Abstract: Melanocyte stem cells (McSCs) are localized in the bulge region of hair follicles and supply melanocytes, which determine hair color by synthesizing melanin. Ectopic differentiation of McSCs, which are usually undifferentiated in the bulge region, causes depletion of McSCs and results in hair graying. Therefore, to prevent hair graying, it is essential to maintain McSCs in the bulge region, but the mechanism of McSC maintenance remains unclear. To address this issue, we investigated the role of CXCL12, a chemokine which was previously suggested to induce migration of melanocyte lineage cells, as a niche component of McSCs. Immunohistological analysis revealed that CXCL12 was highly expressed in the bulge region of human hair follicles. CXCL12 mRNA expression level was significantly lower in white hairs plucked from human scalps than in black hairs. CXCL12 attracted the migration of early-passage normal human epidermal melanocytes (eNHEMs), an in vitro model of McSCs, which had characteristics of immature melanocyte precursors. We also found that CXCL12 suppressed their differentiation. These results suggest that CXCL12 regulates differentiation of McSCs as well as their proper localization, and maintaining McSCs by regulating CXCL12 expression level in the bulge region may be a key to preventing hair graying.
      PubDate: 2018-11-27
      DOI: 10.1007/s00403-018-1880-2
  • Podoplanin suppresses the cell adhesion of epidermal keratinocytes via
           functional regulation of β1-integrin
    • Authors: Takashi Shibuya; Masaru Honma; Mizue Fujii; Shin Iinuma; Akemi Ishida-Yamamoto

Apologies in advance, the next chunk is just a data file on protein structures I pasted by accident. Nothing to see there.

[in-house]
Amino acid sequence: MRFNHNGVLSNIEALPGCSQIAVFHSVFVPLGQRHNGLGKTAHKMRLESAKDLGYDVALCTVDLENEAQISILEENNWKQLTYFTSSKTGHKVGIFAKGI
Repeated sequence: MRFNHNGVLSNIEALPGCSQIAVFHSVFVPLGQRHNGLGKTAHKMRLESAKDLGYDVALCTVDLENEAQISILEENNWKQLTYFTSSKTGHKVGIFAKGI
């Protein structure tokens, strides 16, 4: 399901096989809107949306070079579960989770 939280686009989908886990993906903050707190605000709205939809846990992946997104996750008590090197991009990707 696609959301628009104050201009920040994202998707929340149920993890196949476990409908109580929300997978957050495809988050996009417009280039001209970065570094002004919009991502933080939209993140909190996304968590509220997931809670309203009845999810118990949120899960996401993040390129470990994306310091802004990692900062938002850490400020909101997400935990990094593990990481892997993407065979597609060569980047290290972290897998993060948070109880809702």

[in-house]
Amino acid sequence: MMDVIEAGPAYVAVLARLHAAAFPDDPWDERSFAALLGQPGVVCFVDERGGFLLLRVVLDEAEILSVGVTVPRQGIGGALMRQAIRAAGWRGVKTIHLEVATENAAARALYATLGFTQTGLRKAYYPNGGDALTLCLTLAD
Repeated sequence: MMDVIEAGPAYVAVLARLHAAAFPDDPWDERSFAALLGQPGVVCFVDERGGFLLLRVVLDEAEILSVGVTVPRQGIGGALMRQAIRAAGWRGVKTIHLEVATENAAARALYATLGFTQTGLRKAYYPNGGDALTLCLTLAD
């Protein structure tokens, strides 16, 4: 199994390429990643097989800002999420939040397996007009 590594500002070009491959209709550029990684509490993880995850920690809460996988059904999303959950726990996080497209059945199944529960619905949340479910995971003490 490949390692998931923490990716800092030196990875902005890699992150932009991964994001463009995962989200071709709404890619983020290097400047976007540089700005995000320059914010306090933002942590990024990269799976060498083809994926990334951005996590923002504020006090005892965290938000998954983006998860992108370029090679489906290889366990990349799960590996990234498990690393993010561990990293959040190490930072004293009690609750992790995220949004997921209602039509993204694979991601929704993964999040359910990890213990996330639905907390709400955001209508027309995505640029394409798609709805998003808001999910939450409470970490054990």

Abstract: Epidermal stem cells adhere more efficiently to the extracellular matrix (ECM) than the less adhesive differentiating cells due to their high expression of cell adhesion molecules including β1-integrin. Podoplanin is majorly expressed in the markedly proliferative and differentiating basal cells of the wounded and psoriatic epidermis. This study was designed to reveal podoplanin’s function in human epidermal keratinocytes (HEK) focusing on its interaction with β1-integrin. We analyzed the adhesion and differentiation of HEK in both podoplanin-overexpressing and -knock-down cells, considering their β1-integrin levels. The basal layer of IL-22-treated hyperproliferative reconstituted epidermis cells (simulating basal hyperproliferative psoriatic epidermal basal cells) expressed higher podoplanin levels than the untreated control cells. The adhesiveness of HaCaT cells, which do not express podoplanin, was reduced after the overexpression of podoplanin. HEK with podoplanin overexpression suppressed the cell adhesion to type I collagen (while downregulating β1-integrin functions) and podoplanin silencing augmented it (by increasing active ECM-bound β1-integrin). The increased cell adhesion to type I collagen induced by podoplanin silencing could be reversed by addition of P5D2, a neutralizing antibody against β1-integrin. In the psoriatic epidermis, podoplanin expression was especially upregulated on the rete ridges of the basal cell layer. This expression pattern was inversely correlated with the total/ECM-bound active β1-integrin-expression, which was stronger at the basal cell layer covering the dermal papillae. Our results indicate that podoplanin inhibits the cell ECM attachment by suppressing β1-integrin and initiating HEK differentiation. Podoplanin is presumably involved in the pathogenesis of psoriasis.
      PubDate: 2018-11-20
      DOI: 10.1007/s00403-018-1878-9
  • Evidence of proliferative activity in human Merkel cells: implications in
           the histogenesis of Merkel cell carcinoma
    • Authors: Yutaka Narisawa; Takuya Inoue; Kotaro Nagase